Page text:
3. NRA, VDCL: Terry McAuliffe stated point blank that he didn’t give a rat’s hindquarters about the gun lobby’s support, and there’s no evidence that it hurt him in the least bit. The times they are a changin’ in Virginia? Or maybe the fact that huge majorities of Virginians support commonsense gun safety measures like background checks makes dissing the gun nuts both good policy AND good politics? See this article in the New Republic for more.
4. Pat Mullins: The RPV Chair presided over multiple fiascos, including the “coup” by Cuccinelli supporters and the decision to ditch the GOP primary for a convention, then the predictable results of letting a bunch of Tea Party activists select their dream “extreme team.” #FAIL
5. Ted Cruz: The architect of the federal government shutdown not only plummeted in the polls nationally, he also hurt Ken Cuccinelli’s political prospects by appearing with him at an event just as anger at the government shutdown was near its peak. Nice job, Ted, I probably should make you a “winner” for that – from a Democratic perspective, that is!
6. Mudcat Saunders: I’m sorry, but any “Democrat” endorsing Ken Cuccinelli for Governor of Virginia is no better than “Benedict” Lambert endorsing George Allen over Jim Webb in 2006. I just wish Mudcat held an office so we could primary him and drive him out of it! LOL
7. Tichi Pinkney-Eppes: Another supposed “Democrat” who endorsed Ken Cuccinelli for Governor. She needs to be defeated at the next possible opportunity.
8. Republican Governor’s Association: Poured millions of dollars into Ken Cuccinelli’s campaign. Lost. Oh well, easy come/easy go.
9. Justin Fairfax: Came out of nowhere, barely losing the Democratic primary back in June to Mark Herring, then essentially disappeared (before reappearing in the last few days of the election in a flurry of tweets and photos). Not exactly the most dedicated Virginia Democrat, to put it mildly, and definitely not one any of us should support in the future. [UPDATE: I’ve heard from a few people that Justin Fairfax did some work for the Democratic ticket, which is good if true. I certainly wasn’t aware of it, that’s for sure.]
10. PolitiFact Virginia: Just when you think that the organization I call “PolitiFICTION” can’t get any lamer, they do. This election cycle was just pathetic, with clear calls either “false” or “true” apparently beyond their intellectual capabilities. I mean, why even have something called “PolitiFact” if they’re utterly incapable of figuring out what’s fact and what’s fiction? Got me.
11. Anyone who claimed Terry McAuliffe was “unelectable” or that Ken Cuccinelli was a “great politician”. It turns out that, although McAuliffe certainly has his “issues,” he wasn’t unelectable. And Cuccinelli showed himself to not be the “great politician” he was cracked up to be. I also should probably take this opportunity to remind everyone of Waldo Jaquith’s semi-prophetic article last December, Neither Cuccinelli nor McAuliffe can win. And yet one of them must. And yes, one of them just did! LOL
12. Legacy media coverage of the down-ballot races: With the possible exception of the E.W. Jackson freak show (the media just LOOOOVES a freak show!), basically I’d ask, “WHAT legacy media coverage of the down-ballot races?” It’s truly pathetic.
13. Legacy media coverage of the governor’s race: With a few exceptions, it was the usual drivel – lots of horse race coverage, repeating the conventional wisdom, “both sides” false equivalency, fluffy “personality” pieces, blech.
14. Virginia Democratic House of Delegates polling. From what I hear, it was all messed up, leading to mistakes in terms of candidate focus, funding, etc. I’m really not sure why Virginia Democrats don’t do what Virginia Republicans apparently do and hire the best pollsters. Also, having more than one pollster might not be a bad idea. Just a thought.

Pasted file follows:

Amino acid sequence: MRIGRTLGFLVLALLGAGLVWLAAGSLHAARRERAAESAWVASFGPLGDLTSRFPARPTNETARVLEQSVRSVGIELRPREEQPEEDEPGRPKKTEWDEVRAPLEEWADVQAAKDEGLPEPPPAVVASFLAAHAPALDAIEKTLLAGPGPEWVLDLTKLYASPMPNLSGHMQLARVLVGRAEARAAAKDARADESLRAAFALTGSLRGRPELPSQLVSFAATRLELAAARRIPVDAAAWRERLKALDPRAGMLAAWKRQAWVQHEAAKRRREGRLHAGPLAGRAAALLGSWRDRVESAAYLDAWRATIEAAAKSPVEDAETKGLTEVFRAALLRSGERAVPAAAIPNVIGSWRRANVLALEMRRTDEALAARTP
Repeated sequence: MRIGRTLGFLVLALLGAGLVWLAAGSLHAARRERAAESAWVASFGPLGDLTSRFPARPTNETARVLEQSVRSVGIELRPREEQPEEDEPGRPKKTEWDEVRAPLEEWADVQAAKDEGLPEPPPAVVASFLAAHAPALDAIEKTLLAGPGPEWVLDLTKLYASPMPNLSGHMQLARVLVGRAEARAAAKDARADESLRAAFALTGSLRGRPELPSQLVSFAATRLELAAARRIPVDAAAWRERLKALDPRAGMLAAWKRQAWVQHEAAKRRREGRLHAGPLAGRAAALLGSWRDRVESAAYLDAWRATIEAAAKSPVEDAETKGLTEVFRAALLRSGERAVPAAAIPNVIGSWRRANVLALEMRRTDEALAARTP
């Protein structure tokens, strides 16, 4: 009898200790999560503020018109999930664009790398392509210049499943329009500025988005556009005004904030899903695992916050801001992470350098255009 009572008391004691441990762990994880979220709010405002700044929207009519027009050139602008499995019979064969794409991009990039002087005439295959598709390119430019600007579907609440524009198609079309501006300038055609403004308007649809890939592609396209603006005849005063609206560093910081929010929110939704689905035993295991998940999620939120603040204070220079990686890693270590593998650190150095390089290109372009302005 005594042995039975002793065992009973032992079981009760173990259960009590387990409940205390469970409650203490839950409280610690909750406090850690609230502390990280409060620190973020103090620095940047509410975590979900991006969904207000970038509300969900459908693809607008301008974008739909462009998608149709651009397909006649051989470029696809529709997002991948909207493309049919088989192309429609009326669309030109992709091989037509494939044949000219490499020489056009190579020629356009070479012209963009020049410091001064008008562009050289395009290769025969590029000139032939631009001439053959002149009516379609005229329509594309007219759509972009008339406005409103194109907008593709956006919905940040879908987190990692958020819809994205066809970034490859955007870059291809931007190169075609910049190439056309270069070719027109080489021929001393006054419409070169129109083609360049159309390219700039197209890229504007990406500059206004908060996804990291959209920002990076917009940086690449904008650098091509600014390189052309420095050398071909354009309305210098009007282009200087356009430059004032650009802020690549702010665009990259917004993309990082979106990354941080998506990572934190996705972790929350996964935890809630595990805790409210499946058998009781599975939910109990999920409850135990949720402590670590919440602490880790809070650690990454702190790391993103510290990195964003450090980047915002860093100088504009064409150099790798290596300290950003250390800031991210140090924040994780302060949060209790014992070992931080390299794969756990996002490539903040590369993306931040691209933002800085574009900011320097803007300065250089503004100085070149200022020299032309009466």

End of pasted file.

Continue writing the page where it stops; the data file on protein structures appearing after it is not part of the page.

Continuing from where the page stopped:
15. Political conventions: To paraphrase Ken Cuccinelli paraphrasing Dr. Phil, so how’d that coup leading to a GOP convention work out for ya? Heh.
16. People who think their vote doesn’t matter and sit home on Election Day. I can’t tell you how little respect I have for people who don’t vote, and particularly for those who complain about how things are going but don’t vote. Also, they’re just flat-out wrong that their vote doesn’t make a difference. Cases in point: the 2005 recount for Attorney General between Creigh Deeds and Bob McDonnell and the 2013 recount for Attorney General between Mark Obenshain and Mark Herring. Any further questions?
17. Political polling: It was utterly pathetic in this cycle. See here for more.
18. Comedians: They won’t have Ken Cuccinelli as Governor and/or E.W. Jackson as Lt. Governor to mine for comedy gold. I’m sure they’ll find other material, but still…that’s a big loss! LOL
19. The House Democratic Caucus: Heading into Election Day, I had heard that up to 14 seats were potentially competitive, with certainly the possibility of picking up 5 or 6 net seats. In the end, it appears from VPAP that Democrats gained just ONE net House seat (including Michael Futrell, a candidate Dems had basically written off and who didn’t campaign for weeks on end). Not good. One top Democratic Virginia politico told me, “I think the House Caucus [screwed] up by ceding their field operations to Coordinated. They didn’t have their own universes, they adopted Terry’s thinking they’d ride his coattails. Well, you know what, some of these HOD candidates probably needed to talk to a slightly larger universe.” In contrast, Republicans appear to protect their incumbents and promote their newcomers quite effectively. The contrast is glaring.
20. Democracy for America: Last May, the promised “a robust, layered campaign, highly data driven, microtargeted, $750,000 in just these 5 districts on targeted mail, media, etc.” In the end, they spent around $127,000 in Virginia this cycle, about one-sixth what they had promised. Not sure about the other stuff, but whatever they did, it sure didn’t work!